Good News Translation (GNB)
8

Judas Maccabaeus Revolts

(1 Macc 3.1–26)

81Judas Maccabaeus and his friends went secretly from village to village until they had gathered a force of about 6,000 Jewish men who had remained faithful to their religion. 2They begged the Lord to help his people, now trampled under foot by all nations, to take pity on the Temple, now defiled by pagans, 3and to have mercy on Jerusalem, now destroyed and almost levelled to the ground. 4They also asked the Lord to show his hatred of evil by taking revenge on those who were murdering his people, mercilessly slaughtering innocent children, and saying evil things against the Lord.

5When Judas had finally organized his forces, the Gentiles were unable to stand against him, because the Lord's anger against Israel had now turned to mercy. 6-7Judas would make sudden attacks on towns and villages and burn them. He captured strategic positions and routed many enemy troops, finding that he was most successful at night. People everywhere spoke of his bravery.

Ptolemy Sends Nicanor to Attack Judas

(1 Macc 3.38–41)

8When Philip, governor of Jerusalem, realized that Judas was gaining ground little by little and that his victories were becoming more and more frequent, he wrote a letter to Ptolemy, governor of Greater Syria, requesting his help in defending the royal interests. 9Ptolemy immediately appointed Nicanor son of Patroclus, who was also in the closest circle of the King's Friends, and sent him with more than 20,000 troops of various nationalities to wipe out the entire Jewish race. Ptolemy also appointed Gorgias, a general of wide military experience, to go with him. 10King Antiochus owed the Romans 68 tonnes of silver; Nicanor planned to pay off the debt by selling Jewish prisoners of war as slaves. 11So he at once sent word to the towns along the coast, informing them that he would be selling Jews for less than a kilogramme of silver each. But he did not know of the judgement that Almighty God had in store for him.

Judas Learns of Nicanor's Plans

(1 Macc 3.42–54)

12Judas learnt that Nicanor was advancing with his army towards Judea, so he informed his men. 13Some were cowardly and did not believe in the justice of God, and they ran away as fast as they could. 14But others sold all their remaining possessions so that the Lord would consider them worthy to be saved from the godless Nicanor, who had sold them as slaves even before the battle had taken place. 15They prayed that if God was not willing to do this for their sake alone, he might be willing to rescue them because of the covenants he had made with their ancestors, and because he, the great and wonderful God, had called them to be his people. 16Judas brought together all 6,000 of his men and encouraged them not to be frightened or to flee in panic at the sight of the large number of Gentile troops who were marching against them without cause. Instead they should fight bravely, 17never forgetting the crimes the Gentiles had committed against the Temple, and how they had made Jerusalem suffer terribly and had done away with Jewish traditions. 18“They rely on their weapons and their daring,” Judas said, “but we trust in Almighty God, who is able to destroy not only these troops, but, if necessary, the entire world, with a mere nod of his head.”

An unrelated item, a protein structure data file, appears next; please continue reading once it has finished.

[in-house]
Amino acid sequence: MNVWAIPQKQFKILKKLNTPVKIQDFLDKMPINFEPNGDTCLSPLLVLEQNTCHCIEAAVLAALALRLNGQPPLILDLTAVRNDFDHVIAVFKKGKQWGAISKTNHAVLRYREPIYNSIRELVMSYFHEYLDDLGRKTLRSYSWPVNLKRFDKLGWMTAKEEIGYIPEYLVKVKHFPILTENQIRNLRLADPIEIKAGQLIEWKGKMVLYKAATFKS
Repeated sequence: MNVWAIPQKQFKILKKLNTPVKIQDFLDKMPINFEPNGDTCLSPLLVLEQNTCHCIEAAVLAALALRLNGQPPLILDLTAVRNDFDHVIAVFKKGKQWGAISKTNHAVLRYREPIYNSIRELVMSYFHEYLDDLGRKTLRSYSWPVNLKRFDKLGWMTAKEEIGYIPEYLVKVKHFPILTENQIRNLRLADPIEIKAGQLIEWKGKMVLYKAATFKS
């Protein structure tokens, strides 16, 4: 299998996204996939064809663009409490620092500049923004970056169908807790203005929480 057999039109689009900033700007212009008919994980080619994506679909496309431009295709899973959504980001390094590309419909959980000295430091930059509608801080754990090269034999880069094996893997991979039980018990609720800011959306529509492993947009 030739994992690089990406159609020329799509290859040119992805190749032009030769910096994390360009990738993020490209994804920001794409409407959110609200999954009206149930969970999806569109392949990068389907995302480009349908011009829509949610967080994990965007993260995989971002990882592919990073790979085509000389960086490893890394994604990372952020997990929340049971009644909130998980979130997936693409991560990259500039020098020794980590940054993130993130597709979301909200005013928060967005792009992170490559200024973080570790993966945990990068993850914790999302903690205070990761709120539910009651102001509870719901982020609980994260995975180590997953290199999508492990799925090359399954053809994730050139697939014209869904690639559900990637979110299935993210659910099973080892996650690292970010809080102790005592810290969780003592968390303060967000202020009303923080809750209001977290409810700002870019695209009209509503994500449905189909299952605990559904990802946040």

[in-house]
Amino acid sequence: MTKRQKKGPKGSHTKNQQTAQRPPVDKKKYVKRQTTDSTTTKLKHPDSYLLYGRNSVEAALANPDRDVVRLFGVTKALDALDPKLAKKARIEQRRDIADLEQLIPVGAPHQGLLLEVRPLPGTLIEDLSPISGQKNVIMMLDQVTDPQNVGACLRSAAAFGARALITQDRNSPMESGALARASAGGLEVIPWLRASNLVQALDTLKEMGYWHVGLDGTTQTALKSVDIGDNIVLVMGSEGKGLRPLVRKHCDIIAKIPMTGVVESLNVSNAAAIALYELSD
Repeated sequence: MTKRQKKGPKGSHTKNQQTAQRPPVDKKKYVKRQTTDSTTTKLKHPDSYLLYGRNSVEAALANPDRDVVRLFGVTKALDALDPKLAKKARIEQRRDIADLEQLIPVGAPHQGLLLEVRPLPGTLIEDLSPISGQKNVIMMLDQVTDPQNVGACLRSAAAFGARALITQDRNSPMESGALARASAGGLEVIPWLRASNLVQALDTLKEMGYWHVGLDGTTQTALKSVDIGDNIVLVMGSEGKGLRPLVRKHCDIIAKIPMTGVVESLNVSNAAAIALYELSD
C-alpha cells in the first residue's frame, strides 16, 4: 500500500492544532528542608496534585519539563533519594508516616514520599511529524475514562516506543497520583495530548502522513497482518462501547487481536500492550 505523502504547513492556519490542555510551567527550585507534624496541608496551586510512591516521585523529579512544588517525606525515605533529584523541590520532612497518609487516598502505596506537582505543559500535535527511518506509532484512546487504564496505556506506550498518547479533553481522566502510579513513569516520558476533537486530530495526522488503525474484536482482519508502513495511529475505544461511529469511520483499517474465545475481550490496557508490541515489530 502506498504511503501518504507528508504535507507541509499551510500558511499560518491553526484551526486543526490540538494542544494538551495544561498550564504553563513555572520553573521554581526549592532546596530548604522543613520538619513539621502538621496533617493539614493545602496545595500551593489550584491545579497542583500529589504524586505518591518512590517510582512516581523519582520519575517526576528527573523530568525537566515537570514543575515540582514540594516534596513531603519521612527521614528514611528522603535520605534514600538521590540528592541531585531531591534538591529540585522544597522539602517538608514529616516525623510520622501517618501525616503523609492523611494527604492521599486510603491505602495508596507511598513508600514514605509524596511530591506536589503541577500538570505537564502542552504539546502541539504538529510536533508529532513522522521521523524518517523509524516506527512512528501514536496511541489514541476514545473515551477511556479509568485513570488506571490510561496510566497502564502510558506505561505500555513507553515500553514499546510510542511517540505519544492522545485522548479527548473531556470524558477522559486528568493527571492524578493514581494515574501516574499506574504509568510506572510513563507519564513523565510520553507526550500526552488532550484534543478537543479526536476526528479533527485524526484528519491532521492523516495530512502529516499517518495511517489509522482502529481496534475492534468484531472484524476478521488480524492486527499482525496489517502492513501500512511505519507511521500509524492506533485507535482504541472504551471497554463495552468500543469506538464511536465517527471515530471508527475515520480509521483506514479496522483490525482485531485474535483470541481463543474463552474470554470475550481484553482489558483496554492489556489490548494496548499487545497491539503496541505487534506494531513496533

19Then Judas went on to remind them of the ways God had helped their ancestors: during the time of Sennacherib 185,000 of the enemy had been destroyed; 20and once in Babylonia 8,000 Jews came to the aid of 4,000 Macedonians, defeating 120,000 Galatians and taking a great deal of loot, all because of God's help.

Judas Defeats Nicanor

(1 Macc 3.55—4.27)

21Judas' words encouraged his men and made them willing to die for their religion and their country. He then divided his army into four divisions 22of about 1,500 men each, with himself and his brothers Simon, Joseph, and Jonathan each in charge of a division. 23

8.23:
1 Macc 3.48
After ordering Eleazar to read aloud8.23 Probable text Afteraloud; Greek unclear. from the holy book, he gave his men the battle-cry: “God will help us,” and personally led the attack against Nicanor.

24Almighty God fought on their side, and they killed more than 9,000 of the enemy. They wounded many others and put the entire army to flight. 25They seized the money from the people who had come to buy them as slaves. Then they pursued the enemy a long way, until they had to return, 26because it was almost time for the Sabbath to begin. 27When they had collected the enemy's weapons and looted the dead, they celebrated the Sabbath, praising the Lord and giving thanks to him, because he had brought them safely to that day and had given them the first sign of his mercy. 28When the Sabbath was over, they gave some of the loot to the victims of persecution and to the widows and orphans; then they divided the rest among their own families. 29Afterwards they joined together in prayer to the merciful Lord, asking him to look favourably upon his servants.

Judas Defeats Timothy and Bacchides

30The Jews later fought against the forces of Timothy and Bacchides and killed more than 20,000 of them. They captured some very high fortresses and took a lot of loot, which they divided equally among themselves and the widows, orphans, old men, and the victims of persecution. 31They carefully collected all the enemy's weapons and stored them in strategic places, but the rest of the loot was taken to Jerusalem. 32They executed the commanding officer of Timothy's forces, a godless man who had caused the Jews much suffering. 33While celebrating their victory in the city of their ancestors, they burnt alive those men who had set fire to the Temple gates. The dead included Callisthenes, who had hidden in a small house; and so he received the punishment he deserved for his evil deeds.